ACP ‘strongly opposes’ enforcing work requirements for Medicaid

ACP emphasized its strong opposition to restricting access to health care coverage through Medicaid based on employment status.

The Trump administration announced yesterday that it would allow states to attach work requirements to “able-bodied adults” who applied for benefits based on the requests of 10 states - Arizona, Arkansas, Indiana, Kansas, Kentucky, Maine, New Hampshire, North Carolina, Utah and Wisconsin. The requirements would not apply to Medicaid recipients not of working-age, or who were pregnant or received Medicaid benefits on the basis of a disability.

“Our policy guidance was in response to states that asked us for the flexibility they need to improve their programs and to help people in achieving greater well-being and self-sufficiency,” Seema Verma, CMS Administrator, said in a press release.

Before being appointed to run CMS, Verma worked as a consultant for several states on Medicaid reform, including Indiana and Kentucky.

“Medicaid was designed as a health care program, to provide vulnerable members of our society with access to care they badly need,” Jack Ende, MD, president of ACP, said in a press release. “Work requirements impose an additional, unnecessary barrier to allowing patients access to vital health care services for people who need access and coverage the most.”

According to a study by the Kaiser Family Foundation, 80% of individuals enrolled in Medicaid are in working families or are working themselves; however, most of the adult Medicaid enrollees who were not working reported not being able to work due to major impediments, the ACP said in the release. Specifically, the main reason more than one-third of enrollees were not working was because of illness or disability. Among adult non-SSI nonworking Medicaid enrollees, 88% reported having a functional limitation and 67% reported having two or more chronic conditions, such as arthritis or asthma.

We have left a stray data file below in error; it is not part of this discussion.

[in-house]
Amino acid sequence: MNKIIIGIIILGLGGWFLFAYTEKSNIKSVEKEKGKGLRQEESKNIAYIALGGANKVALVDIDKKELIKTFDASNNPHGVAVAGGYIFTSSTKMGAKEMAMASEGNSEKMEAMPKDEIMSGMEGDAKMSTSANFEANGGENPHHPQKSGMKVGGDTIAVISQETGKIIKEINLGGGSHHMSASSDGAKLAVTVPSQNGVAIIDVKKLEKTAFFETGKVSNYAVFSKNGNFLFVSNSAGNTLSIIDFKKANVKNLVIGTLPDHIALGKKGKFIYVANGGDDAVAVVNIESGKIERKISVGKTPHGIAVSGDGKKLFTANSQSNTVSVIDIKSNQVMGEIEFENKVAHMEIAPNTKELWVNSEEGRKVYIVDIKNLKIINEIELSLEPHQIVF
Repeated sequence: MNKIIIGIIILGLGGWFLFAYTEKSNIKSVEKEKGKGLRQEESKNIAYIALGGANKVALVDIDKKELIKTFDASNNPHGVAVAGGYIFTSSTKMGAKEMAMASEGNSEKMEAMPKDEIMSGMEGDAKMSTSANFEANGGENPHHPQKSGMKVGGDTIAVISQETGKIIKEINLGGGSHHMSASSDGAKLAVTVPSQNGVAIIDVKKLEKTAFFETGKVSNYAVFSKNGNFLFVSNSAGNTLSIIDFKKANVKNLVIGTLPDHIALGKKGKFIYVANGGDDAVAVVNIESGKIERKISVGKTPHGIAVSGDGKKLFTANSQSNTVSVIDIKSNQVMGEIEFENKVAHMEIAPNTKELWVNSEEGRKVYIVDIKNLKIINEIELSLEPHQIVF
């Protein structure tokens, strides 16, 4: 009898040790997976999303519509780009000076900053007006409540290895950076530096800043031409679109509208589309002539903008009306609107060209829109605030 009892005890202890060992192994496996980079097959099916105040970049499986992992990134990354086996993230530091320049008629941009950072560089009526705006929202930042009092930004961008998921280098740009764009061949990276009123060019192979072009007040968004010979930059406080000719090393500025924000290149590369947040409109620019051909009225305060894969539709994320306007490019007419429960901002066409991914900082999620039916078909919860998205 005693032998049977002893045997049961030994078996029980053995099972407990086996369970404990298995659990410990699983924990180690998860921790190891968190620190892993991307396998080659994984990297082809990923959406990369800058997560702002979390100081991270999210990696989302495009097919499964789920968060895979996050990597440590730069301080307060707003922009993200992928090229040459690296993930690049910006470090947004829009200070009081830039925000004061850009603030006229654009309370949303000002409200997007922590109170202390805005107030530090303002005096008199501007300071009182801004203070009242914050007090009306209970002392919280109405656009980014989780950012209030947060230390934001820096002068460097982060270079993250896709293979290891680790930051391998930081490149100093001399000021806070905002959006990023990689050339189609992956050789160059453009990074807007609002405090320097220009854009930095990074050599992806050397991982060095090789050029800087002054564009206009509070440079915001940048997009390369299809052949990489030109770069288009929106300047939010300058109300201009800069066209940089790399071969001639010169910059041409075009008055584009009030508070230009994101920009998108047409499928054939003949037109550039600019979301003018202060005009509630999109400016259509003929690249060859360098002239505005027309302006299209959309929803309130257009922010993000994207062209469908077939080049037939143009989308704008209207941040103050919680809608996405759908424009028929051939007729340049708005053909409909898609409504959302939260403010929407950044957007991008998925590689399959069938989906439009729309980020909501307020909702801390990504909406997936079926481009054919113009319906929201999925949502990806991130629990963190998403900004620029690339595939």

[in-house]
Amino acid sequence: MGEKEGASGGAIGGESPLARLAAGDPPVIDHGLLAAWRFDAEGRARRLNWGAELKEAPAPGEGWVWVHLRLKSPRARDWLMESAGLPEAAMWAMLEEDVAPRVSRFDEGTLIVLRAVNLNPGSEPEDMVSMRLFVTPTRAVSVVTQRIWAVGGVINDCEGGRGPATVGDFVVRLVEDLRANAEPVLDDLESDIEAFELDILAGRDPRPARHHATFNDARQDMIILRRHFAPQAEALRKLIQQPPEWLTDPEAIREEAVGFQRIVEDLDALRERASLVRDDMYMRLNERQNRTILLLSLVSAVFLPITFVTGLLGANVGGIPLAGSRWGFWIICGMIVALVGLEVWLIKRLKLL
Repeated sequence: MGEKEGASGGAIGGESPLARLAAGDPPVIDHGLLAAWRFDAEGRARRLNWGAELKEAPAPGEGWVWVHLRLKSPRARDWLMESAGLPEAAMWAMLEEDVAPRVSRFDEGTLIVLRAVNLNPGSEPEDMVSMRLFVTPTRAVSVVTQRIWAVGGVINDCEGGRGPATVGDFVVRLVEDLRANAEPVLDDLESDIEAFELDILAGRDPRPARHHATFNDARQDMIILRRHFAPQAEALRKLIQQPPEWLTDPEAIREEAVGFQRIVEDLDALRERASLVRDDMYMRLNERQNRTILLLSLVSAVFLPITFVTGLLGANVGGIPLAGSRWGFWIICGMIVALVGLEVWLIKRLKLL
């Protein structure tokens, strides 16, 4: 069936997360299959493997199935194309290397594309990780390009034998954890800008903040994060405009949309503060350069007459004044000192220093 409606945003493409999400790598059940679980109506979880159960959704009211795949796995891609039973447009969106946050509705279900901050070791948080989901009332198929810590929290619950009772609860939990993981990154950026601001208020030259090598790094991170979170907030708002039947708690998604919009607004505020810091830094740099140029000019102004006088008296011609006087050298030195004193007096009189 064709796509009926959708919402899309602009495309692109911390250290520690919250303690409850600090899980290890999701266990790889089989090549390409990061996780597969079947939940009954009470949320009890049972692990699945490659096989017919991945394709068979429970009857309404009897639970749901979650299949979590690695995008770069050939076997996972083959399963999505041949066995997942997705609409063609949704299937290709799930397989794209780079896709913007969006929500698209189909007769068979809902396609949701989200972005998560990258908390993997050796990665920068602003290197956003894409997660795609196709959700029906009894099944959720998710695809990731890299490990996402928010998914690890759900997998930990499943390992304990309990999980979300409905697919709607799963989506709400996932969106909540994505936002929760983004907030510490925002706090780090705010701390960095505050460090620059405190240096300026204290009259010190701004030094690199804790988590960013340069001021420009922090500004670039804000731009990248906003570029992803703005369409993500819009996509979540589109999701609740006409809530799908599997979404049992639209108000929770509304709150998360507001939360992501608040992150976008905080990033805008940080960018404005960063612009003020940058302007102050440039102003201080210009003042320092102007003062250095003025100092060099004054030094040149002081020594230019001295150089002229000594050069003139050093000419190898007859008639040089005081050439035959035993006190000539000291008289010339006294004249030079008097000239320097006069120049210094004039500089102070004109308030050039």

Other reasons for not working included taking care of home or family (30%), being in school (15%), searching for employment (6%) and retirement (9%). In 2016, 62% of nonworking Medicaid enrollees were women and 17% were parents with children aged 6 years or younger.

ACP noted that offering individuals assistance in finding employment through skills- and interview-training should be made available, but not required for Medicaid eligibility.

“Medicaid is a critical piece of our country’s health care system,” Ende said. “We need to work together to find ways to improve the program, instead of restrict it, so that it better provides health care coverage to those who need it.”

ACP emphasized its strong opposition to restricting access to health care coverage through Medicaid based on employment status.

The Trump administration announced yesterday that it would allow states to attach work requirements to “able-bodied adults” who applied for benefits based on the requests of 10 states - Arizona, Arkansas, Indiana, Kansas, Kentucky, Maine, New Hampshire, North Carolina, Utah and Wisconsin. The requirements would not apply to Medicaid recipients not of working-age, or who were pregnant or received Medicaid benefits on the basis of a disability.

“Our policy guidance was in response to states that asked us for the flexibility they need to improve their programs and to help people in achieving greater well-being and self-sufficiency,” Seema Verma, CMS Administrator, said in a press release.

Before being appointed to run CMS, Verma worked as a consultant for several states on Medicaid reform, including Indiana and Kentucky.

“Medicaid was designed as a health care program, to provide vulnerable members of our society with access to care they badly need,” Jack Ende, MD, president of ACP, said in a press release. “Work requirements impose an additional, unnecessary barrier to allowing patients access to vital health care services for people who need access and coverage the most.”

According to a study by the Kaiser Family Foundation, 80% of individuals enrolled in Medicaid are in working families or are working themselves; however, most of the adult Medicaid enrollees who were not working reported not being able to work due to major impediments, the ACP said in the release. Specifically, the main reason more than one-third of enrollees were not working was because of illness or disability. Among adult non-SSI nonworking Medicaid enrollees, 88% reported having a functional limitation and 67% reported having two or more chronic conditions, such as arthritis or asthma.

Other reasons for not working included taking care of home or family (30%), being in school (15%), searching for employment (6%) and retirement (9%). In 2016, 62% of nonworking Medicaid enrollees were women and 17% were parents with children aged 6 years or younger.

ACP noted that offering individuals assistance in finding employment through skills- and interview-training should be made available, but not required for Medicaid eligibility.

“Medicaid is a critical piece of our country’s health care system,” Ende said. “We need to work together to find ways to improve the program, instead of restrict it, so that it better provides health care coverage to those who need it.”